Yesterday I wrote about XCOM's gameplay, but that wasn't the only thing that intrigued me about the 60's alien invasion game. During the game's E3 demonstration Jordan Thomas, XCOM's narrative director and the creative director of BioShock 2, made reference to a character "discriminated for his sexuality," and my ears perked up like corgi that just heard someone say "bacon."
One of the most often repeated, if utterly foolhardy, arguments against gay characters in games is that their sexuality is never a relevant detail to the plot. So I was more than a little curious and delighted to hear a developer put such a strong emphasis on a character's homosexuality in the game's second public showing. Thankfully, Thomas was gracious enough to sit and chat with me about the character of Dr. Weir, and how social commentary is a natural partner for the videogame medium.
"Weir is an Australian," Thomas began. "He's not a citizen of the States, although he came there to study particle accelerators, and already found himself an outsider on that grounds alone simply because of the paranoia of foreigners that was prevalent in the mid-century."
"But on top of that, he is also a closeted homosexual. He has both a sexual and a political opposition to the elite of the country, which are still very conservative - very focused on America as the best and the brightest - and he doesn't fit their paradigm. It is hard for them to acknowledge that one of the best scientists in the world is, in their minds, deviant. So he's struggled with that for a long time."
"But all of sudden this alien invasion hits and they need him and they have to put it aside. But then you see those tensions come to bear in the base. There are characters who don't like working with him. They are people of their time. And so you'll see different positions represented amongst the core cast. But he is - he is a man with true grit. He's able to weather it pretty well, and the player kind of gets to decide where they fall on that continuum. You can basically decide how to treat him."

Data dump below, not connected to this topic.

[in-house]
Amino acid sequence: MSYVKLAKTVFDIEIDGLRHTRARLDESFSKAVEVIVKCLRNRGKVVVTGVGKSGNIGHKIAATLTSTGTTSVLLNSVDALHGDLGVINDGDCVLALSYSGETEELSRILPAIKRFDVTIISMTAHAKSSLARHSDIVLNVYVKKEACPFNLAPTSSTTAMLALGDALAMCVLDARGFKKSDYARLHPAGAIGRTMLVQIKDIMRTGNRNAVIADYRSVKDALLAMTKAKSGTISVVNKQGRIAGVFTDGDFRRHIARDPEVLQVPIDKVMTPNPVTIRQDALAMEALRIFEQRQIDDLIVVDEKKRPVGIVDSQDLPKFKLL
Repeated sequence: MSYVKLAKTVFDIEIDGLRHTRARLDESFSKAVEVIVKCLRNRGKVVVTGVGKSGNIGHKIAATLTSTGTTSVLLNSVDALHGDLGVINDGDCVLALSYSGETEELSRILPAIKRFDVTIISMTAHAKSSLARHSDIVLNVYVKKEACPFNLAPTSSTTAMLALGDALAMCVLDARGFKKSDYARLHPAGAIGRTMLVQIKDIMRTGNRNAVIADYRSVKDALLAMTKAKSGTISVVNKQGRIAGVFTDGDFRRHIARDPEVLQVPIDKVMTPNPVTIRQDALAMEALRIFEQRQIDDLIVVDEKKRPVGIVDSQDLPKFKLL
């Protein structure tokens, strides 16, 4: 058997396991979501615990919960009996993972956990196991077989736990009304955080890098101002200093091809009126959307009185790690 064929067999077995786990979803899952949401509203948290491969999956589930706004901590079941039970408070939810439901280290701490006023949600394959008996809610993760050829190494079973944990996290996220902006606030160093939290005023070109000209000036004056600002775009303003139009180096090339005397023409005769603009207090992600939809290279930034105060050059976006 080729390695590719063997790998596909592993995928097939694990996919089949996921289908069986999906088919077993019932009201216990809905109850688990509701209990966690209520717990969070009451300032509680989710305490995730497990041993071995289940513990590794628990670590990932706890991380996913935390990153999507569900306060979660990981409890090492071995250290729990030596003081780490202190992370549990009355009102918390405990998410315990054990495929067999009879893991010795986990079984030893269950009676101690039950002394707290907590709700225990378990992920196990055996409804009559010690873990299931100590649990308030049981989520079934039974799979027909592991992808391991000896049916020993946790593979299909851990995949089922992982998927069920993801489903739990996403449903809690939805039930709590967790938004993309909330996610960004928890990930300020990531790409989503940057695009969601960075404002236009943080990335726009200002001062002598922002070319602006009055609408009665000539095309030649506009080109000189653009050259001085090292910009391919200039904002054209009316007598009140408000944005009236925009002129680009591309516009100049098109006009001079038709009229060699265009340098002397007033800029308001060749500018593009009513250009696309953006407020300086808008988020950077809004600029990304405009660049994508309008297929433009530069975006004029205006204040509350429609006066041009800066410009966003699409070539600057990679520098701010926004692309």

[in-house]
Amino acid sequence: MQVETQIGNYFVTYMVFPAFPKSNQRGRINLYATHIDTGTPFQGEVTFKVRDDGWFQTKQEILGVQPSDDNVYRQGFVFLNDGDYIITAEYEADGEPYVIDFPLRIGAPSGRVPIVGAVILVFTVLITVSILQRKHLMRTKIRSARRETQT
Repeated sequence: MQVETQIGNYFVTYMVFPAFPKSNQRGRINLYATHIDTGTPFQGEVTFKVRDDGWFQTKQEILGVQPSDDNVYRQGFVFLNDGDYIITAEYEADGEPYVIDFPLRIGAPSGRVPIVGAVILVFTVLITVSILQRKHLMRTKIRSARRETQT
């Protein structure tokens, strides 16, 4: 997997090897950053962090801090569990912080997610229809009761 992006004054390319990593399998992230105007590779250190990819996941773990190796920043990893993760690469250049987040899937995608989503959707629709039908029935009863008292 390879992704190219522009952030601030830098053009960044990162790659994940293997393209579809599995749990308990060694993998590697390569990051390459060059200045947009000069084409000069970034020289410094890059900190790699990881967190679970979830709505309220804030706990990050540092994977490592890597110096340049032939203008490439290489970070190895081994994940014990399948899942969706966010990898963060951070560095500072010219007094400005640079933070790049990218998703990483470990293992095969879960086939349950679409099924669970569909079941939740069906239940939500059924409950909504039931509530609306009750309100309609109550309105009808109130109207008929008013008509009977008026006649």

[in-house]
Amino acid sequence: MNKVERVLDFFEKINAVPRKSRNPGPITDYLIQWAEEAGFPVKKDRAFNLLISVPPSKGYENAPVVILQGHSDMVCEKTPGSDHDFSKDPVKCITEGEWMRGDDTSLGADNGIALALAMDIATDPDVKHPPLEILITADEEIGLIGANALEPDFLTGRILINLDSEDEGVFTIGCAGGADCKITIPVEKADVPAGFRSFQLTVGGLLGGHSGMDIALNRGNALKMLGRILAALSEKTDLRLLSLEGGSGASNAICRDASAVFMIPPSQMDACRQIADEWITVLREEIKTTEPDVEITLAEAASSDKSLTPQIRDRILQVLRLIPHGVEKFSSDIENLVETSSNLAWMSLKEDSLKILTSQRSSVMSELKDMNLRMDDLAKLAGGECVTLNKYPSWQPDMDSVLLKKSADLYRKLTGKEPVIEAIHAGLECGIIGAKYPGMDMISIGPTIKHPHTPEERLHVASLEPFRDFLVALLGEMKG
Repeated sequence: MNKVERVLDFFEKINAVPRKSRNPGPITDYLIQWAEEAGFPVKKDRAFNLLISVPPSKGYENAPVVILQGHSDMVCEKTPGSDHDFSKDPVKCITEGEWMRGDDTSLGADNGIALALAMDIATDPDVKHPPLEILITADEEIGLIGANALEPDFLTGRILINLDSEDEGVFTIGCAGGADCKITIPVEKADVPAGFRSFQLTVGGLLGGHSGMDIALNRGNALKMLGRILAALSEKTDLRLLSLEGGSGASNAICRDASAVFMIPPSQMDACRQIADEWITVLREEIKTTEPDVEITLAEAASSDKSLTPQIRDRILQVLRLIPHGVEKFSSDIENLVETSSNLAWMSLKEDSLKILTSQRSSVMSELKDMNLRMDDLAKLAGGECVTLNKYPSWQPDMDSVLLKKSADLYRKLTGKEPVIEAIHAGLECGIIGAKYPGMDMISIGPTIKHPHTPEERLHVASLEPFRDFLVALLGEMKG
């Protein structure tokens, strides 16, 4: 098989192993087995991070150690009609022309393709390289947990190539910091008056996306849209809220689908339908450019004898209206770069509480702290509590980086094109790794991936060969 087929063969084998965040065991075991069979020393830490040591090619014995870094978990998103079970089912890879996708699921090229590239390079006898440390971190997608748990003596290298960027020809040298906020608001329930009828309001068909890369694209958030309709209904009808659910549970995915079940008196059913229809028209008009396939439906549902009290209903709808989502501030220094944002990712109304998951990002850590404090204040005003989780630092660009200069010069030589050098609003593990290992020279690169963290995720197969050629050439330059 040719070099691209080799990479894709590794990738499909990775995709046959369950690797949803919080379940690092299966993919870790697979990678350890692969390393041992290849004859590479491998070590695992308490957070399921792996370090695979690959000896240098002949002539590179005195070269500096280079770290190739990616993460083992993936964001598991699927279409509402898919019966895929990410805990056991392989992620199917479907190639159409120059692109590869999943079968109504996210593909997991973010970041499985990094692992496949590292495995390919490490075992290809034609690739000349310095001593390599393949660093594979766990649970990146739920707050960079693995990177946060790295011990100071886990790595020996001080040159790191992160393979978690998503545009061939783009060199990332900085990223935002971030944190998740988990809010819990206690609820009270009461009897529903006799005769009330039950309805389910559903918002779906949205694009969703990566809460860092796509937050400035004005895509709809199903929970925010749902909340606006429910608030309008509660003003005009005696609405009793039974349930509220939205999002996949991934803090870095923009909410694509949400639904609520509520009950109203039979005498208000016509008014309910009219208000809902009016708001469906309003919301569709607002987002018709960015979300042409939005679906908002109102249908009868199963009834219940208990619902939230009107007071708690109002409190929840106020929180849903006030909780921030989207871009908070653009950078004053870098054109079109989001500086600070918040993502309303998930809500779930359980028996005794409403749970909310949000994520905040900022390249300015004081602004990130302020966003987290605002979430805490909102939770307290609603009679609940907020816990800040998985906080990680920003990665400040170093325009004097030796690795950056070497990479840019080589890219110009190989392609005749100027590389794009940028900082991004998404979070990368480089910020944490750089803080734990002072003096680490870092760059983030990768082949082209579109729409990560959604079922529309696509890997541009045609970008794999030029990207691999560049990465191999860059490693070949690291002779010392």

Of course, homosexuality wasn't the only civil rights movement making headway in the 60's, and XCOM will explore other socio-cultural tensions of the time.
"As a narrative guy, it's the reason I'm excited to work on the game. The setting was chosen very specifically because I feel that the socio-cultural tension was about to come to a head. It was an old America and a new America kind of locked in a mortal combat, and it was very interesting for me to start exploring what was going on at the time."
"Agent Barns, for example, the African American guy who runs the agent operation and recruits for you, he was working COINTELPRO in the FBI - and that was a bureau program to run surveillance on the American people, not known by anybody - and Dr. Martin Luther King was his assignment. He was supposed to infiltrate that movement and discredit King by finding evidence that he was Red. He didn't find anything, and he was asked to fabricate it. He refused, and was almost going to be kicked out by J. Edgar Hoover and his cronies, but at that time the alien invasion happens and XCOM snaps him up."
I commented that it sounded like XCOM was really more of a 60's period piece that happened to use aliens as a catalyst to bring out the social climate.
"As a narrative guy, absolutely. To both mutate and express the inner conflicts of the period."
After the complex portrayal of BioShock 2's brute splicer, I am eager to see if Thomas and the team at 2K Marin can have lightning strike twice with a depiction of homosexuality that may hit closer to home for many gamers. But if they can pull it off with even half of the enthusiasm and passion Thomas had while describing it to me, then XCOM could be one of the most earnest examples of a gay character in a game yet.